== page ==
Feb 28th is the last day of the Australian summer, so the demands of harvest must interrupt my dissertation on self-sufficiency as I help the cook process the burgeoning tomato crop.
There is always a hiatus in the garden at this time of year, as heat and lethargy combine to drag our footsteps as we wait for the first rains of autumn to kick-start the soil and the planting of autumn and winter crops. Sheer weariness has set in, as it always does, as we keep water up to growing plants to bring them through to harvest.
But some things are – magically – blooming, especially the sunflower crop, which is a delight to the eye and a feast for the bees. These ‘Multi-Flora’ sunflowers – with many blooms on the same stem - also make wonderful gifts for visitors and birthday celebrations.
Fresh basil, red onions and ripe tomatoes combine in tomato salads to offset the on-going cost of water. Lettuce and avocado also combine in green salads, green beans are a common side dish, and late asparagus shoots still pop up to delight the questing cook.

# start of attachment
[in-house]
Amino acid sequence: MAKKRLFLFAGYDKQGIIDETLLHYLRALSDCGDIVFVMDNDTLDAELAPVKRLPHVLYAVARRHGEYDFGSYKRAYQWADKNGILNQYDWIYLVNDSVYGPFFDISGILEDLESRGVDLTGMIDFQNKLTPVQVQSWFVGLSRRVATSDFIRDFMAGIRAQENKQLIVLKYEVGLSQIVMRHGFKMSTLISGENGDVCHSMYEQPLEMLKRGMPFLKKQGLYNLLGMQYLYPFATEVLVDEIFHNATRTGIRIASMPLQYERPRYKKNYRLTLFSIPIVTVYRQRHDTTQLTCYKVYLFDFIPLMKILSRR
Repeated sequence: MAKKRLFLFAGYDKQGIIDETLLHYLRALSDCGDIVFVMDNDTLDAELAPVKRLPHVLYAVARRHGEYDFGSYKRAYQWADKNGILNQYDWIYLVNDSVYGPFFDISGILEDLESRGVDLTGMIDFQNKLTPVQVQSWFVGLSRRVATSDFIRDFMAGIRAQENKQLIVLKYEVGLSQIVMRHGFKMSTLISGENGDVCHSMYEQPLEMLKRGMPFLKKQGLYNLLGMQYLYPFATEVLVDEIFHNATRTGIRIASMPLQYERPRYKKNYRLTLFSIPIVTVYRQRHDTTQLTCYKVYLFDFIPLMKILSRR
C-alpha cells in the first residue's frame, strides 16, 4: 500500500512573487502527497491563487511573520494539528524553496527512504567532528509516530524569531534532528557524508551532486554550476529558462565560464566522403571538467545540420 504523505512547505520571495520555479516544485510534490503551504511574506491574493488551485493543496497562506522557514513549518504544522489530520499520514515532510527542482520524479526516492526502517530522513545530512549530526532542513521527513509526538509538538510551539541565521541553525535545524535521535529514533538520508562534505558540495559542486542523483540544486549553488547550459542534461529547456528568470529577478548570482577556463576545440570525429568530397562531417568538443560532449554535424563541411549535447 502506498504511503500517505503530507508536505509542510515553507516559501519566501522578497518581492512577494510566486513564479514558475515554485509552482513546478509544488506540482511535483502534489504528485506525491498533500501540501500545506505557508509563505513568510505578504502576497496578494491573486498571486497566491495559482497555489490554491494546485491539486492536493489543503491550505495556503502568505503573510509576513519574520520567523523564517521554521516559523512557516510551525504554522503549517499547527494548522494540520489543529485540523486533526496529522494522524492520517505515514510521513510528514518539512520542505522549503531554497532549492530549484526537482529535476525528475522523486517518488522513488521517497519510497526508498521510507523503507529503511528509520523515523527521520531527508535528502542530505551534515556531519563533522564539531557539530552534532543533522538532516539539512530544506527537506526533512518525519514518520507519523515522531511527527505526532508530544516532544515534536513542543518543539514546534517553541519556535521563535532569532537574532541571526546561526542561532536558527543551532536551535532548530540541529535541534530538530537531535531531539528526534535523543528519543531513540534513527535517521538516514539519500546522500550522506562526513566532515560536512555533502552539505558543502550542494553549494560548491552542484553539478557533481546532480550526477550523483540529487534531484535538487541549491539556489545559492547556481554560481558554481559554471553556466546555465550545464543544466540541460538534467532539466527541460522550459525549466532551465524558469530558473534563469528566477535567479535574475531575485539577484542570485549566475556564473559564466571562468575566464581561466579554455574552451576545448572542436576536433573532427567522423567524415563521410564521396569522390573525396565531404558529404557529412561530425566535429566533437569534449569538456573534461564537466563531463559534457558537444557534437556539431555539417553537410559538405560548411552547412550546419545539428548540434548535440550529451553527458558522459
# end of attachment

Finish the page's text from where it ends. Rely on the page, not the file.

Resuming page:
This year our crop of ’Golden Sunrise’ tomatoes is prolific. This is a variety that was rare enough when I obtained the first seeds from a fellow gardener more than a decade ago. Now they have disappeared altogether from the seed catalogues, and I rejoice that they are still to be found in my garden. Their small 2.5 cm (1”) fruit are low in acidity and less prone to the viral diseases that plague their larger and redder brethren. I pick out the best fruit and carefully scrape out the seeds to carry on their line into future generations.